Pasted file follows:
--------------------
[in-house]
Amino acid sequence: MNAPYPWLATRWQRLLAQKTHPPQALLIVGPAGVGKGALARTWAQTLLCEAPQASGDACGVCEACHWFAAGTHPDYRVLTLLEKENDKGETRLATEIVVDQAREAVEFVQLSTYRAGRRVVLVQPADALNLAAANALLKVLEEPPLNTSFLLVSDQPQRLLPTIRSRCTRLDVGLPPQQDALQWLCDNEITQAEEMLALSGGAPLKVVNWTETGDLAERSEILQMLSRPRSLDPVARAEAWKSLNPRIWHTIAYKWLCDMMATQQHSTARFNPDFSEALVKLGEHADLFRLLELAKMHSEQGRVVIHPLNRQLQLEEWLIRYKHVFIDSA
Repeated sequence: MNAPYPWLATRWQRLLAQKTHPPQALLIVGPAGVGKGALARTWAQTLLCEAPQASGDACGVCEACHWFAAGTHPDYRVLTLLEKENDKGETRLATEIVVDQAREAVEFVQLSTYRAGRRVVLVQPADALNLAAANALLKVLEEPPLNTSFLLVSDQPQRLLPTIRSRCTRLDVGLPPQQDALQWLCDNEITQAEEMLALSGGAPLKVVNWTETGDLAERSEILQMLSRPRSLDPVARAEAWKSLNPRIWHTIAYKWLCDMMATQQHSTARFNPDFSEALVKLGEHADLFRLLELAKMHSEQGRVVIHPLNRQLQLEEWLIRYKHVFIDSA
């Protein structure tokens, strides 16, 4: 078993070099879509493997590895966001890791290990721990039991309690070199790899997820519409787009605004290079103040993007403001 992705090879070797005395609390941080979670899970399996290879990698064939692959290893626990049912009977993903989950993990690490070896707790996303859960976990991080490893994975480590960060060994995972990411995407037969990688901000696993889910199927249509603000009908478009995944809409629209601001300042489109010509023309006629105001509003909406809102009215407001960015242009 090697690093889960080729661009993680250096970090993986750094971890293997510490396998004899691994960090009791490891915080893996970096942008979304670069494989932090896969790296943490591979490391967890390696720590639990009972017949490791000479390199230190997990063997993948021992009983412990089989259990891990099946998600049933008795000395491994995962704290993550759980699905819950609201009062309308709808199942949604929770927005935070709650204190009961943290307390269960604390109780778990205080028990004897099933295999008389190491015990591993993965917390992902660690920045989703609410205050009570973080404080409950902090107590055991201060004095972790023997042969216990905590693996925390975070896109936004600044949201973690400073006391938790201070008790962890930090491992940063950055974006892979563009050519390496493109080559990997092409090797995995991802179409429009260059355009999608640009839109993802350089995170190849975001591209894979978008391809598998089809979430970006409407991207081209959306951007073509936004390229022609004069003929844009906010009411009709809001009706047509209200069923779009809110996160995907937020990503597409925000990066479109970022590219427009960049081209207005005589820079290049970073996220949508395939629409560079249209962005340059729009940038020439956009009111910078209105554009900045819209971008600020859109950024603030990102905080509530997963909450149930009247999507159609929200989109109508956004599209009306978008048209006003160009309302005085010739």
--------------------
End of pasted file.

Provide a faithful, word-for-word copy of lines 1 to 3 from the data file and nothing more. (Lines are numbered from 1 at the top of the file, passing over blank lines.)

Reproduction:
[in-house]
Amino acid sequence: MNAPYPWLATRWQRLLAQKTHPPQALLIVGPAGVGKGALARTWAQTLLCEAPQASGDACGVCEACHWFAAGTHPDYRVLTLLEKENDKGETRLATEIVVDQAREAVEFVQLSTYRAGRRVVLVQPADALNLAAANALLKVLEEPPLNTSFLLVSDQPQRLLPTIRSRCTRLDVGLPPQQDALQWLCDNEITQAEEMLALSGGAPLKVVNWTETGDLAERSEILQMLSRPRSLDPVARAEAWKSLNPRIWHTIAYKWLCDMMATQQHSTARFNPDFSEALVKLGEHADLFRLLELAKMHSEQGRVVIHPLNRQLQLEEWLIRYKHVFIDSA
Repeated sequence: MNAPYPWLATRWQRLLAQKTHPPQALLIVGPAGVGKGALARTWAQTLLCEAPQASGDACGVCEACHWFAAGTHPDYRVLTLLEKENDKGETRLATEIVVDQAREAVEFVQLSTYRAGRRVVLVQPADALNLAAANALLKVLEEPPLNTSFLLVSDQPQRLLPTIRSRCTRLDVGLPPQQDALQWLCDNEITQAEEMLALSGGAPLKVVNWTETGDLAERSEILQMLSRPRSLDPVARAEAWKSLNPRIWHTIAYKWLCDMMATQQHSTARFNPDFSEALVKLGEHADLFRLLELAKMHSEQGRVVIHPLNRQLQLEEWLIRYKHVFIDSA